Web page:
The state of the economy isn’t the only reason people today are wearing used clothing. Many people find the retro fashion appealing — and environmentally responsible. Blue Planet Green Living interviewed ecopreneur Susan Gregg Koger to learn about her uber-popular, online clothing store, which started with her passion for vintage clothes. — Julia Wasson, Publisher
Seven years ago, Susan Gregg Koger began ModCloth.com by selling vintage clothing online from her Carnegie Mellon University dorm room. Later that day, she had her very first sale.
Now, ModCloth.com is an internationally recognized brand and the number one Google search result for indie clothing, retro clothing, and vintage outfits. It has expanded to include a mix of vintage-inspired wear.
The site has its roots in Koger’s teenage fascination with vintage shopping. She now mixes business with pleasure and still considers thrifting a hobby.
“I’m so lucky I get to shop for a living,” Koger says. “To de-stress on the weekends, I go to buy vintage clothing. It’s time consuming, but it’s fun and rewarding work.”
The site sells a wide variety of retro items, from dresses to shoes to bathing suits. But the highlight, for many shoppers, is that Koger features a single vintage item on the site each day. These items sell quickly — typically between 10 to 15 minutes after they are posted. The ModCloth staff, based out of Pennsylvania, use their knowledge of fashion history to identify the era of the vintage clothing.
“There are some tells like the designer, type of zipper, button, etc., that make it apparent which era the item is from,” explains Koger.
Always an advocate of wearing pre-owned clothing to be eco-friendly, Koger says, “Whenever you can re-use something, you should.”
They don’t make clothing like they used to, anyway,” Koger points out. “If clothing that is 40 years old still holds up, why not wear it?”
According to the Secondary Materials and Recycled Textiles Association, the average American throws away about 68 pounds of clothing and textiles per year, which makes shopping for pre-worn clothes all the more beneficial for sustainable living.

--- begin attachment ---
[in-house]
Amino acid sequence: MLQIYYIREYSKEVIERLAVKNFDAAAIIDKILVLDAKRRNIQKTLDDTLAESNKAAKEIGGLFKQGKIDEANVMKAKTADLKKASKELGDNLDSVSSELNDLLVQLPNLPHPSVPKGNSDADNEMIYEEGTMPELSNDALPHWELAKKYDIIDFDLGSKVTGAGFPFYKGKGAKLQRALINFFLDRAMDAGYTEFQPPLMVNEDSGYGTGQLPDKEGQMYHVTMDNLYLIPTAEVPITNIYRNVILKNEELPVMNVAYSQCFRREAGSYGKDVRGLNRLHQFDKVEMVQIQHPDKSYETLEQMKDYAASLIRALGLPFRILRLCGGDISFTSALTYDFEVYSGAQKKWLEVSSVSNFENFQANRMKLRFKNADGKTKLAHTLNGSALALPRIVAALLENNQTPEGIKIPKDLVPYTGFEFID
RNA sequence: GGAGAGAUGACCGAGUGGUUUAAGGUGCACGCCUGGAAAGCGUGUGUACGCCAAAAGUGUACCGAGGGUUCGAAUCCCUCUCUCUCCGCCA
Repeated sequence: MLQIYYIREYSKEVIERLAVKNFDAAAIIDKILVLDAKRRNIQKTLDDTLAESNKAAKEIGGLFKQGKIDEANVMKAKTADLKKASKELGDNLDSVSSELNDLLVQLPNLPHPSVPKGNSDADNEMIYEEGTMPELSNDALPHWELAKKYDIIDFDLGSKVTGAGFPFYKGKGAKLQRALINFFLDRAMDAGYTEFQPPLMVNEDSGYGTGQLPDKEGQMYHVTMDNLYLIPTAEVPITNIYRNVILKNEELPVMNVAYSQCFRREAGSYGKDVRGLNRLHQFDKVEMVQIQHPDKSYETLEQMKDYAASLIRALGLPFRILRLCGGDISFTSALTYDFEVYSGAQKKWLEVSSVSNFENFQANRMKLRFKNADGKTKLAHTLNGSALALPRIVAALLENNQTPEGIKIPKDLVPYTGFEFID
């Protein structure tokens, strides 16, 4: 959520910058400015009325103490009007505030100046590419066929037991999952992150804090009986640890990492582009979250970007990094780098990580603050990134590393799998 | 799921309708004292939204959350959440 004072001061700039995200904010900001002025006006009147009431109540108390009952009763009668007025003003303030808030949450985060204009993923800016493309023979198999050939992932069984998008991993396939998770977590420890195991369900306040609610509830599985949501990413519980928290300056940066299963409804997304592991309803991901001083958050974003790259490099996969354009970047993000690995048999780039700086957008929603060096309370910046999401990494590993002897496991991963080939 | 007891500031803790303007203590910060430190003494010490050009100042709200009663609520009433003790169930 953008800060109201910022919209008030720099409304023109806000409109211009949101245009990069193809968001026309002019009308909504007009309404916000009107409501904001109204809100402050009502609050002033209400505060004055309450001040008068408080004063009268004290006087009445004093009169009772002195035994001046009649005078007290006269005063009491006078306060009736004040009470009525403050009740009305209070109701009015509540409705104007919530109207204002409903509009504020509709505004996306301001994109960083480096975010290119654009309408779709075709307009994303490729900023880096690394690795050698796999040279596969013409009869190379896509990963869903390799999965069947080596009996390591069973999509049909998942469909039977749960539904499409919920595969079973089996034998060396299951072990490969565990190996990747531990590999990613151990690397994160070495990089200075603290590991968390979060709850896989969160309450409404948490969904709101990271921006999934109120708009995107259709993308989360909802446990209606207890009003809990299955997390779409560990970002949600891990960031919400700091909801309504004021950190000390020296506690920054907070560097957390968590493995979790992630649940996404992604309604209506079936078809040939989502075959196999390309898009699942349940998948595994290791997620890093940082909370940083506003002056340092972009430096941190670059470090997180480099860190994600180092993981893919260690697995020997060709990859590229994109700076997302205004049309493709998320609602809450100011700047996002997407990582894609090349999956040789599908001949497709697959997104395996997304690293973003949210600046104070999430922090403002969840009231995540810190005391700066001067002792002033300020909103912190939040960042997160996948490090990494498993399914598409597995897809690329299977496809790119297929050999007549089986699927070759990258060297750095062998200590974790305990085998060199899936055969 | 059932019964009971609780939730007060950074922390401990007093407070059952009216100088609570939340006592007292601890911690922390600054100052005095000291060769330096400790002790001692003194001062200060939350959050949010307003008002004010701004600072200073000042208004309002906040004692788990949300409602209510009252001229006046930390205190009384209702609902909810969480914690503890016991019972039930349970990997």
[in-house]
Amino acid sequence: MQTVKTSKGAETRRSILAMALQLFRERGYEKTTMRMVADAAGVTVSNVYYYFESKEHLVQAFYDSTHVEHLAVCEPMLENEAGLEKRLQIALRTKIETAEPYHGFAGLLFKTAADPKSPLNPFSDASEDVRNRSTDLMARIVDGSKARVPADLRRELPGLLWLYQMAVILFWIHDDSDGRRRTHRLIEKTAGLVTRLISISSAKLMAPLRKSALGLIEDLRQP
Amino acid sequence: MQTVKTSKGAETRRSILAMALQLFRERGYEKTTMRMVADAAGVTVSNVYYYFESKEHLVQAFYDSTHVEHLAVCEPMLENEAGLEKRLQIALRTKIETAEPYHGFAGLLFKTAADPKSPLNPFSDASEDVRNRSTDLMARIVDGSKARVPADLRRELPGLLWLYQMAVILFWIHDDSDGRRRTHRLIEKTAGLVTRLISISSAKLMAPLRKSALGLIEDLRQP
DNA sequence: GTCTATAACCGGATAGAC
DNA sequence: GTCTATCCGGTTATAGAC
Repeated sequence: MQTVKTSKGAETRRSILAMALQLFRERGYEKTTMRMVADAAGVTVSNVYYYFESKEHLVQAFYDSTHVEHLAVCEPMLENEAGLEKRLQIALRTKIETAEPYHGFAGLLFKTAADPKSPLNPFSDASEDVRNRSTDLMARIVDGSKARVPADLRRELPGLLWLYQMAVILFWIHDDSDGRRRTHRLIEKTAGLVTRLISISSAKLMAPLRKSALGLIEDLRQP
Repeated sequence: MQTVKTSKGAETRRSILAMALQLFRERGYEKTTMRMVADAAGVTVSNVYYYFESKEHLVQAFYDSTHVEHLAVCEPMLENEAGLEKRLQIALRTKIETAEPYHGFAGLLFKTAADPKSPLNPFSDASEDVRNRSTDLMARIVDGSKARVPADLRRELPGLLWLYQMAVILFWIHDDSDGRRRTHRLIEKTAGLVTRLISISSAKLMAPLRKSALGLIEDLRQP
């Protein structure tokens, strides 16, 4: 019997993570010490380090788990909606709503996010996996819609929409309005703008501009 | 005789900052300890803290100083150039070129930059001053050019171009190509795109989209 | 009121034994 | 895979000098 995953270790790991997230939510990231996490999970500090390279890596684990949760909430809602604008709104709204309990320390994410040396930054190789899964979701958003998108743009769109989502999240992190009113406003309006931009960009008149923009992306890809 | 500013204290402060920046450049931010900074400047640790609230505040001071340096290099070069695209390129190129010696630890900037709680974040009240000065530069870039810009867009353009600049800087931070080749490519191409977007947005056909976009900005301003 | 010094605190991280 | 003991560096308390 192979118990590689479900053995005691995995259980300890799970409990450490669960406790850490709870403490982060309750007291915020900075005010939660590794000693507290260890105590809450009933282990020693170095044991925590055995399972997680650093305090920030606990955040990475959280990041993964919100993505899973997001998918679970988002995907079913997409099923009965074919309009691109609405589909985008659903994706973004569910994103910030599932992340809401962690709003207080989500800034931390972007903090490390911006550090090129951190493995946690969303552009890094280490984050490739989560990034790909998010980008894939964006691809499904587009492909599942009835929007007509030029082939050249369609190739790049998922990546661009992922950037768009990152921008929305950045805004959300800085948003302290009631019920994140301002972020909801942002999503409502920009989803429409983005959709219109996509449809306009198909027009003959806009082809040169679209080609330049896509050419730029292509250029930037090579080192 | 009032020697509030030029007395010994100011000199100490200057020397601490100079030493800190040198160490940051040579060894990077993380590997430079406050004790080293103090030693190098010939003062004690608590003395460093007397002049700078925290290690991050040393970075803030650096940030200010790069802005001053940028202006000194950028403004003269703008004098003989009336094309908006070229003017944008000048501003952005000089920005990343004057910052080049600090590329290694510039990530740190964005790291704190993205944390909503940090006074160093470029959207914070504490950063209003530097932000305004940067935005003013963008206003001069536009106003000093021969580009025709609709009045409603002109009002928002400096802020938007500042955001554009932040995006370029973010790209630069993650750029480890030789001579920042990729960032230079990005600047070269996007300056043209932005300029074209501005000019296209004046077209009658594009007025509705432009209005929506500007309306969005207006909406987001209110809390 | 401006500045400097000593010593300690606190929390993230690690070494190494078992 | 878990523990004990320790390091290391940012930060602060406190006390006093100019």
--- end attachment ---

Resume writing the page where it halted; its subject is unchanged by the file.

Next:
Spending time as a teenage “thrifter” has made Koger vintage-shopping savvy. She agrees, however, that it can be difficult to find cute, stylish, pre-worn clothes. She offers several tips for beginning thrifters.
- Search through Craigslist for estate and garage sales
- Pull any items that look interesting
- Don’t be afraid to alter: taking a re-used item to a tailor will still cost less than buying it new
- Learn how to sew to alter items at home
- Rework vintage: turn a maxi skirt into a dress or use beautiful fabric for curtains
Koger tries hard to be environmentally conscious with the new items she sells on the site, as well. She buys non-vintage clothing in organic materials whenever it fits her style’s aesthetic — currently around 10 percent of the new clothing. Koger also attempts to find items manufactured in the United States whenever possible, both to cut down on transportation costs and to keep a small carbon footprint.
ModCloth.com also sells other eco-friendly products, such as re-usable shopping bags and coffee mugs. The ModLife section of the site features a “Green Scene” blog.
Koger proves herself to be a savvy environmentalist and ecopreneur, as well as a top-rated vintage shopper. Besides selling re-worn, organic, and re-usable items, the staff also donates money and time to local charities. This past Earth Day, Koger donated 10 percent of the site’s daily profit — totaling over $4,000 — to the Pennsylvania Resources Council. Users of the site participated in selecting the charity: They suggested their favorites, then ModCloth chose the top four. The contest was then turned back to the users, who voted to select one charity. More traffic and higher sales than average contributed to this donation. ModCloth also contributed their time to help plant trees in the Pittsburgh area.
After all her years of browsing through racks of old clothes, what does Koger find to be the one drawback to the hobby? “Finding a beautiful pair of vintage shoes that are not in my size,” laments Koger. “It’s tragic to part with them, because they are the one thing that cannot be altered.”
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